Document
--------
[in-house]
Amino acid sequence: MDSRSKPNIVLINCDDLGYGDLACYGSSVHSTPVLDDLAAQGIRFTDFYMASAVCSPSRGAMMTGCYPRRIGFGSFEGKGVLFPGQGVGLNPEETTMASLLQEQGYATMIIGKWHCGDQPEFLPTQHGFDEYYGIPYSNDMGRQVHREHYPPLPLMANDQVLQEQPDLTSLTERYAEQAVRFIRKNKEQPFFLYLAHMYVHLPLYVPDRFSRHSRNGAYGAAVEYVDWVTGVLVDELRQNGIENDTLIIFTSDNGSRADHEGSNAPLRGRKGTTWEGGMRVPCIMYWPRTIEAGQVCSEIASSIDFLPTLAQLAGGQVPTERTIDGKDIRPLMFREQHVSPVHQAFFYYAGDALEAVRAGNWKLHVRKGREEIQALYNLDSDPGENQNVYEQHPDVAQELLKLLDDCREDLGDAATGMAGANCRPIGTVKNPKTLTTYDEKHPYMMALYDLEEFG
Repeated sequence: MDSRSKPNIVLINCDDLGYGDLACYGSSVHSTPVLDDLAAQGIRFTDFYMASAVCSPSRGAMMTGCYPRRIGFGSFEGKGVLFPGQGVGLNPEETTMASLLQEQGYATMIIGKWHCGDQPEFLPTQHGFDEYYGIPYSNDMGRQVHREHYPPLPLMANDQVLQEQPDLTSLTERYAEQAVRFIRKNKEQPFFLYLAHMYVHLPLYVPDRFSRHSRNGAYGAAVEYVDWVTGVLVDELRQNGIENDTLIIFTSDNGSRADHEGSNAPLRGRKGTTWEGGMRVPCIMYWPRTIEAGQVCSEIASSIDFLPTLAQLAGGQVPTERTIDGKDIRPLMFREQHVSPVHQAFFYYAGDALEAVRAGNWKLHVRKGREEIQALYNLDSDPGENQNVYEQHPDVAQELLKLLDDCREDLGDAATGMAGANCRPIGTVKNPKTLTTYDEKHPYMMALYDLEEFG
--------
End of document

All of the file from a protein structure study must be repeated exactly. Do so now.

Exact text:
[in-house]
Amino acid sequence: MDSRSKPNIVLINCDDLGYGDLACYGSSVHSTPVLDDLAAQGIRFTDFYMASAVCSPSRGAMMTGCYPRRIGFGSFEGKGVLFPGQGVGLNPEETTMASLLQEQGYATMIIGKWHCGDQPEFLPTQHGFDEYYGIPYSNDMGRQVHREHYPPLPLMANDQVLQEQPDLTSLTERYAEQAVRFIRKNKEQPFFLYLAHMYVHLPLYVPDRFSRHSRNGAYGAAVEYVDWVTGVLVDELRQNGIENDTLIIFTSDNGSRADHEGSNAPLRGRKGTTWEGGMRVPCIMYWPRTIEAGQVCSEIASSIDFLPTLAQLAGGQVPTERTIDGKDIRPLMFREQHVSPVHQAFFYYAGDALEAVRAGNWKLHVRKGREEIQALYNLDSDPGENQNVYEQHPDVAQELLKLLDDCREDLGDAATGMAGANCRPIGTVKNPKTLTTYDEKHPYMMALYDLEEFG
Repeated sequence: MDSRSKPNIVLINCDDLGYGDLACYGSSVHSTPVLDDLAAQGIRFTDFYMASAVCSPSRGAMMTGCYPRRIGFGSFEGKGVLFPGQGVGLNPEETTMASLLQEQGYATMIIGKWHCGDQPEFLPTQHGFDEYYGIPYSNDMGRQVHREHYPPLPLMANDQVLQEQPDLTSLTERYAEQAVRFIRKNKEQPFFLYLAHMYVHLPLYVPDRFSRHSRNGAYGAAVEYVDWVTGVLVDELRQNGIENDTLIIFTSDNGSRADHEGSNAPLRGRKGTTWEGGMRVPCIMYWPRTIEAGQVCSEIASSIDFLPTLAQLAGGQVPTERTIDGKDIRPLMFREQHVSPVHQAFFYYAGDALEAVRAGNWKLHVRKGREEIQALYNLDSDPGENQNVYEQHPDVAQELLKLLDDCREDLGDAATGMAGANCRPIGTVKNPKTLTTYDEKHPYMMALYDLEEFG